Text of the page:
On the face of it, tomorrow's parliamentary by-election in this north Indian district is only one of seven being held around the country. But in fact, it is the only one that Prime Minister Rajiv Gandhi's ruling Congress (I) Party cannot afford to lose.
The Allahabad vote has been turned into a referendum on Mr. Gandhi's style of government because the opposition candidate is his own former finance minister, Viswanath Pratap Singh. Mr. Singh resigned last year when his crusade to expose official corruption became too embarrassing and politically touchy for Gandhi.
Since his resignation, Mr. Singh has continued his crusade and traveled the country accusing Gandhi's coterie of aides and friends of having made big money out of defense deals.
Singh reportedly decided to contest the Allahabad by-election because the seat was earlier represented by Amitabh Bachchan, India's top movie idol and the prime minister's close friend. To Singh, the movie star is the embodiment of what has gone wrong with Gandhi's government. Mr. Bachchan resigned last year, causing the by-election to be called, when his name was dragged into foreign-exchange violations in which his brother was implicated.
Allahabad is crucial to Gandhi also because it is in India's largest state, Uttar Pradesh, which - with 85 out of 546 seats in Parliament - usually decides who becomes prime minister.
If Singh wins, it would be seen as an indication of the ruling party losing support in its last bastion of the Hindi-speaking heartland of north India. Nine out of India's 16 major states are currently run by opposition governments. And last year Gandhi suffered a major blow when his party lost the key north Indian state of Haryana to the opposition.
The importance of Allahabad has not been lost on the opposition parties who have decided - in an almost unique gesture - to jointly back Singh as their candidate. If he wins he would be seen as the man most likely to lead the opposition into battle in general elections scheduled for next year.
The Congress (I), equally aware of the importance of Allahabad, dithered until the last minute about who should be its candidate. Until the 11th hour, it looked like it would be Mr. Bachchan.
But the party finally announced its candidate would be Sunil Shastri, the noncontroversial son of former Indian prime minister Lal Bahadur Shastri, whose main asset is a clean image. Mr. Shastri himself resigned last year from the Uttar Pradesh State government on the grounds that the Congress (I) chief minister was corrupt.
This is being fully exploited by Singh, who has turned the election into a battle between corruption and integrity.
Singh, who is a scion of one of Allahabad's former royal families, has sought to portray himself as the harbinger of a new kind of politics in which big money is not considered necessary to win an election.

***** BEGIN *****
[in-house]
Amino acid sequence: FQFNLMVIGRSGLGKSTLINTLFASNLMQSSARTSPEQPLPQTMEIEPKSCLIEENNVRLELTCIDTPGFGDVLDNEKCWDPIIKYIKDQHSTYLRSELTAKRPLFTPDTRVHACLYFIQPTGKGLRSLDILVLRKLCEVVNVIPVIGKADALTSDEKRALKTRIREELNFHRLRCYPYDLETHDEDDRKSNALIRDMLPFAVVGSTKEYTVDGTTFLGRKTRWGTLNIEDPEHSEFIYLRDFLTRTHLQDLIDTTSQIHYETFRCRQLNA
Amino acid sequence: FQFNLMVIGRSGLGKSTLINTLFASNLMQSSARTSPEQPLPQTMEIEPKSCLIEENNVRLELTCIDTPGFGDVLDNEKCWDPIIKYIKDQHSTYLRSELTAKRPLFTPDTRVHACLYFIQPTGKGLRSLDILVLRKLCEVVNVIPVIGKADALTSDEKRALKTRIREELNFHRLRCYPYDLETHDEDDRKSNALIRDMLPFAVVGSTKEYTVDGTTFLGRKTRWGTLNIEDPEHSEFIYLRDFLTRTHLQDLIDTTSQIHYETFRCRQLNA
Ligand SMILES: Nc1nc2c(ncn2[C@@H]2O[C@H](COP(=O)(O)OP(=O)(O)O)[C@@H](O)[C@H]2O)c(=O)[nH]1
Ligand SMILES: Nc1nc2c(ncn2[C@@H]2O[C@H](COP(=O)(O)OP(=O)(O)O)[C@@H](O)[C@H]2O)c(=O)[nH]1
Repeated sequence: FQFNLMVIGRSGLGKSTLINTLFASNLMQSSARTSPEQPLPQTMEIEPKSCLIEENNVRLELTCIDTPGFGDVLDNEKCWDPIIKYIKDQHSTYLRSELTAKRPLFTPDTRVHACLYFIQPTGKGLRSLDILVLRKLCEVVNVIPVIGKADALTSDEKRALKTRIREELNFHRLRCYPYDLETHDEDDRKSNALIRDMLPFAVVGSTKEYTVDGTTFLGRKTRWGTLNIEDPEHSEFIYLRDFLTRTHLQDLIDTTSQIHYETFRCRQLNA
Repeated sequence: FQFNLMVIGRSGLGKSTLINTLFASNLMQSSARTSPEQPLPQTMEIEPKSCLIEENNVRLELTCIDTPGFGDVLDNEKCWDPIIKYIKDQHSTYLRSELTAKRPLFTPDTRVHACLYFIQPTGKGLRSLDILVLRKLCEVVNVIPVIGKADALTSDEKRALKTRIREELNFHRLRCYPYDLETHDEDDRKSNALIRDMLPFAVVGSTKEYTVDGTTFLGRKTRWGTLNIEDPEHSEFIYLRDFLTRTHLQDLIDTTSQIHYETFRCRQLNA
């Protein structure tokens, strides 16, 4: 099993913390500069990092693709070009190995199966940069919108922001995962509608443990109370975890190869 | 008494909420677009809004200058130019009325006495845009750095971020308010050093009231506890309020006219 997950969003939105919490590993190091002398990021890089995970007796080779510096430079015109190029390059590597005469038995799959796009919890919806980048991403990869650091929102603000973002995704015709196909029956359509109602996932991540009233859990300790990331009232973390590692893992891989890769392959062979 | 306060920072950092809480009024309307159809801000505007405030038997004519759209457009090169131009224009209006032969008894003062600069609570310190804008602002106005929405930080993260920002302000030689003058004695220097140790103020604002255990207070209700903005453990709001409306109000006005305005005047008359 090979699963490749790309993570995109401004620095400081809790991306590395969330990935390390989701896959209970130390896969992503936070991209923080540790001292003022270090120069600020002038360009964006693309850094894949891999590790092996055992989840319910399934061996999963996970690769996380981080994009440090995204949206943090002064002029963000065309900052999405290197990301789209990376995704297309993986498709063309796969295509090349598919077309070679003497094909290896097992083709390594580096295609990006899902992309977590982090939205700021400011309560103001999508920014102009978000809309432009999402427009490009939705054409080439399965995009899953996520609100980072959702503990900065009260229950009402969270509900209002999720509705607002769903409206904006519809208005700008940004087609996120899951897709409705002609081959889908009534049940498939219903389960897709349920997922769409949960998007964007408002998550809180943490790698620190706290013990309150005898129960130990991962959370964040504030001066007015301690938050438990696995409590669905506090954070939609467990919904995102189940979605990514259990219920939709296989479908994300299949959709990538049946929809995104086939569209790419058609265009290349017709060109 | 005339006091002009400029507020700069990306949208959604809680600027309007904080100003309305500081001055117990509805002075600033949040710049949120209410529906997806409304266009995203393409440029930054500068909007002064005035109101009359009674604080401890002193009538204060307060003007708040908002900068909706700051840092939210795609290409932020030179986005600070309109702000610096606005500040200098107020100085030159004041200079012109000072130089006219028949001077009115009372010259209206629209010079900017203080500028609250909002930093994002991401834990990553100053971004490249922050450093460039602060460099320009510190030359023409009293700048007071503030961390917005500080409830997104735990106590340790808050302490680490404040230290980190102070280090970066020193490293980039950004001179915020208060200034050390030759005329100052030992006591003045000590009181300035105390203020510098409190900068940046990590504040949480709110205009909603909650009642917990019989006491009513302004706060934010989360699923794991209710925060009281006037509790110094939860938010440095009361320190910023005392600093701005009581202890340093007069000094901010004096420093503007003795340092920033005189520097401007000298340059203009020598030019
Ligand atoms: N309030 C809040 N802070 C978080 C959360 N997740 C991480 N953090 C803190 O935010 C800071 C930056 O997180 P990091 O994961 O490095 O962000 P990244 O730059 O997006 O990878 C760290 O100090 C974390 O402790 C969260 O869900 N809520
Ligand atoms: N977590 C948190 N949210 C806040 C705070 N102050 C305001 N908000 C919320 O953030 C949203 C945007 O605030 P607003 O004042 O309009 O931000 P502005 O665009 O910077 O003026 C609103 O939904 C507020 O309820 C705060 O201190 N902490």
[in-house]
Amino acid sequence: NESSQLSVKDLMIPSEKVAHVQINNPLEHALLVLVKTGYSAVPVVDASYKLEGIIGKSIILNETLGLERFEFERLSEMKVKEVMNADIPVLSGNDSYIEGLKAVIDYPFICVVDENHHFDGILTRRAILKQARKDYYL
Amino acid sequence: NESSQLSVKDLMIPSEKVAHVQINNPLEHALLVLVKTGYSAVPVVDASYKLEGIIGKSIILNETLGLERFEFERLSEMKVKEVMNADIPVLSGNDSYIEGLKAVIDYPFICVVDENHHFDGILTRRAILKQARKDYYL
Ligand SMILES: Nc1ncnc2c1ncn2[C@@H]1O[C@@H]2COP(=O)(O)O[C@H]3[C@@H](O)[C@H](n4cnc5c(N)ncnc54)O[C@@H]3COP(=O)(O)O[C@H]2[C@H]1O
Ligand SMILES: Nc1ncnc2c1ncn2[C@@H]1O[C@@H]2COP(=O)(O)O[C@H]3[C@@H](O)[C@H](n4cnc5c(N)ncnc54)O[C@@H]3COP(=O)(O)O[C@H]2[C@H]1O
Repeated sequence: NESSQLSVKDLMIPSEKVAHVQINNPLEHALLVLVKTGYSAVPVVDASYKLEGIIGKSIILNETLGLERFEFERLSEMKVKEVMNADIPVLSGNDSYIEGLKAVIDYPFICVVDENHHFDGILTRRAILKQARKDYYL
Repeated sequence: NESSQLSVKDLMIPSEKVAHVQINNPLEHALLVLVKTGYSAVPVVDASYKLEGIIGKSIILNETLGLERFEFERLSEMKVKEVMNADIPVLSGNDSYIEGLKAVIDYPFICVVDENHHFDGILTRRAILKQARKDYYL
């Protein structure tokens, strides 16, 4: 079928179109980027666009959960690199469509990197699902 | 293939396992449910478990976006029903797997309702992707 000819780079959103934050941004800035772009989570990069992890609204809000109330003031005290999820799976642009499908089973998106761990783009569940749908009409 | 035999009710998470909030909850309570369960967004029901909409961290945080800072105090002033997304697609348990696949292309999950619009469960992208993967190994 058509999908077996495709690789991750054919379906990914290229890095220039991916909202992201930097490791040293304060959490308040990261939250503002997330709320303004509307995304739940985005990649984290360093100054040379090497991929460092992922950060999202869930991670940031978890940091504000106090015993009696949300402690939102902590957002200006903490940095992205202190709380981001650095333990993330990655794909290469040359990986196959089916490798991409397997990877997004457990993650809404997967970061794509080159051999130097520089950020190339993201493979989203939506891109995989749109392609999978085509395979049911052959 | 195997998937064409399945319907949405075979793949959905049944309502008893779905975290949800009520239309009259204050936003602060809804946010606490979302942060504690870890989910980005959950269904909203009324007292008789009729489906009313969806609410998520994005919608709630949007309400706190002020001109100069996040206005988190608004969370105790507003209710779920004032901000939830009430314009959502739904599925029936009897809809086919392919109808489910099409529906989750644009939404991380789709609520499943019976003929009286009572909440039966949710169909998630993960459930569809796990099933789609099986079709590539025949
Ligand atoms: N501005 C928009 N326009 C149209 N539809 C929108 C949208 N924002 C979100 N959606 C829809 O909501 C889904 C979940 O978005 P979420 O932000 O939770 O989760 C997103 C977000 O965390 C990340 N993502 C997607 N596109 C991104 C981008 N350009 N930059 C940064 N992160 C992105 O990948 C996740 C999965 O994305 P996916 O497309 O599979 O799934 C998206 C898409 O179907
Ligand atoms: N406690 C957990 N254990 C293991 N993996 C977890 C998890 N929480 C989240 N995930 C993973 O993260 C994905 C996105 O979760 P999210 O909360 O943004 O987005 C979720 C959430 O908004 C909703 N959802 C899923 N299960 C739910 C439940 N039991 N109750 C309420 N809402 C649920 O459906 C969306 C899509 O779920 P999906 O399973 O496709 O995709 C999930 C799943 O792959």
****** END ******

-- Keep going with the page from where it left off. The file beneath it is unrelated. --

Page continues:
He has conducted his campaign mainly on foot, despite temperatures soaring into the high 90s, and has traveled from village to village (where most of the constituency's 800,000 voters live) by motorcycle. Expenditure on cars, posters, and big public meetings have been restricted to the barest minimum - to the chagrin of the various opposition parties that he represents.
The Congress (I) has itself been forced to cut down large-scale displays of money-power, and has tried to counter Singh's campaign by telling people that the opposition leaders who are backing him are not exactly above corruption themselves.
But so far Singh has a clear lead over his opponent.
Singh has said he is quite confident of victory but fears the ruling party may try to rig the election.
On Monday, Singh filed a complaint with the Election Commission saying that he had information that the Uttar Pradesh government had ``a comprehensive plan to rig the polls in favor of the Congress (I) on June 16.'' He has requested the chief election commissioner to remain in Allahabad until results are announced.
Singh's prospects in Allahabad have also improved as a result of a third candidate in the contest who claims to represent the Harijans (former ``untouchable'' caste). The Harijans have traditionally been a Congress (I) vote bank, and the possible loss of their votes could be crucial.
If Singh wins, he will have to finally decide whether he wants to be a politician or a saint.
After his resignation from government in April 1987, he swore never to hold public office again and decided to commit himself, instead, to ``cleansing'' Indian politics.
Pressure from the opposition parties has forced Singh back into electoral politics, but he still seems unsure about whether he wants to be a prime minister or a Mahatma Gandhi.